By Frank Wessling
Life tomorrow will be much as it is today. Some things will be different, but the fundamentals and the patterns that now make up our rhythm of life will go on.
That’s our normal, natural way of thinking. If the world weren’t basically predictable it would be chaos, and the first principle of faith is that chaos was defeated by God, making life good for us. So, except for a little creativity and opening to change on the margins, we go on expecting a repeat of today tomorrow.
This isn’t going to happen in the Catholic Church, though.
Our children and grandchildren won’t know a church in which priests are common. They may read of a time when parishes had two or three priests, but that will seem like fantasy. And if they don’t live in a population center, it will be hard to find a priest-led Catholic community.
When big change happens suddenly, we call it a crisis. When the change creeps in slowly, nibbling at life in small bites, we may be irritated, as with a few ants at a picnic, but the disruption isn’t worth the energy required for moving to a different place. We have a crisis of Catholic priesthood but act as if our current picnic will go on forever.
In order for Catholic life in this country to continue as it is, we need at least twice as many ordinations to the priesthood as expected. No one has a magical or miraculous source of more seminarians, so the conclusion is clear: Catholic life cannot go on as it is.
It’s not completely true to imply that nothing has been done in expectation of this change. A movement to train lay women and men for ministry has grown up in the church almost in tandem with the decline in priestly ordinations. But as good as this is for the work of maintaining services and fellowship that make a vital community, it doesn’t substitute for the Catholic priesthood.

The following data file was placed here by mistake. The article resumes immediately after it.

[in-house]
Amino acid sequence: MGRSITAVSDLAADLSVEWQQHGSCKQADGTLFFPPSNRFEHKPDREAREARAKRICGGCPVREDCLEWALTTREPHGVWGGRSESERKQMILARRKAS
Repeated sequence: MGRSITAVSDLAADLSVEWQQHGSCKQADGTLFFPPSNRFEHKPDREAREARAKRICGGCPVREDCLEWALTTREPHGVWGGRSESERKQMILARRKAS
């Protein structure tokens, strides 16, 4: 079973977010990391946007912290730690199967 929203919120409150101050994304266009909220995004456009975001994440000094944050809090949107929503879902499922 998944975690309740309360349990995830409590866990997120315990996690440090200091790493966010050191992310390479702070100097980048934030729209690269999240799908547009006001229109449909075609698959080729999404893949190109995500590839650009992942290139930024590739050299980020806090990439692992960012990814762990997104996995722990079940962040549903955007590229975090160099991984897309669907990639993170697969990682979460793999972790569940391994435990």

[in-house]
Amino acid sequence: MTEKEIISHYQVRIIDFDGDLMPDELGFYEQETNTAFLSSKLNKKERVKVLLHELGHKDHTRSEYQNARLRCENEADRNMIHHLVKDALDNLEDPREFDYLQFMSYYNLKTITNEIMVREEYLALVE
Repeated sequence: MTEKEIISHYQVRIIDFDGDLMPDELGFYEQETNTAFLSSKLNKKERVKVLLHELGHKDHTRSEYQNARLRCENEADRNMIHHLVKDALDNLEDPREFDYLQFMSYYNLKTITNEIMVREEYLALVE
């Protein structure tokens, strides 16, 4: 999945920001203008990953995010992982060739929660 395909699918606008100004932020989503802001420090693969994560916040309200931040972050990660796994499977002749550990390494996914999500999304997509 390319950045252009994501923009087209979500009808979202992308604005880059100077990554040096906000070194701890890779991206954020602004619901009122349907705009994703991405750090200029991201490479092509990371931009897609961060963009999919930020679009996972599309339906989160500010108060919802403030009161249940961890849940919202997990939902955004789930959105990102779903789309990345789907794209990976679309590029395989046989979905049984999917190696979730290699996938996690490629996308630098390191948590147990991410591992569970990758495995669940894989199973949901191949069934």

The priest can be and usually is part organizer, part counselor, part manager, part all of those things lay people can take over – and may well do better than any particular priest. But there is no taking over the symbolic place of the priest.
Without priesthood, without a solemn laying on of hands, there is no person among us who by mere presence is a reminder and call to die as Jesus did. This doesn’t mean the imaginary orgy of blood suggested in Mel Gibson’s movie “The Passion of Christ.” Rather, the priest is a sign of giving everything to faith, subordinating everything in human life to the pattern laid out in the Gospel.
The Gospel is the good news that what we have now is nothing compared to what can be when we abandon self-possession. The gift of self offered in marriage is another sign of how life ultimately is found in transcendence. The priest is a clearer symbol that this message is the whole community’s inner logic.
The priest in his presence says to everyone, as St. Paul does: to live in Christ is to die with Christ. How that might be for each of us is our own particular work of discernment.
It requires priesthood, though, to keep the call and the work always before us. No one else can preside at the re-collection of Christ’s body and blood, his living and dying for us at the altar where we remember what we are.
When we pray that vocations to the priesthood be recognized and brought forward in the church we are praying for our own future blessedness. The people who take on that role won’t be perfect. They will be stumbling sinners from the common mold, something like Peter of the Gospel. We expect nobility from them, but carried out with the humility of servants.
They have the essential task in forming and sustaining the people of God. Anyone thinking about priesthood should understand this and be motivated by it. Our future depends on it.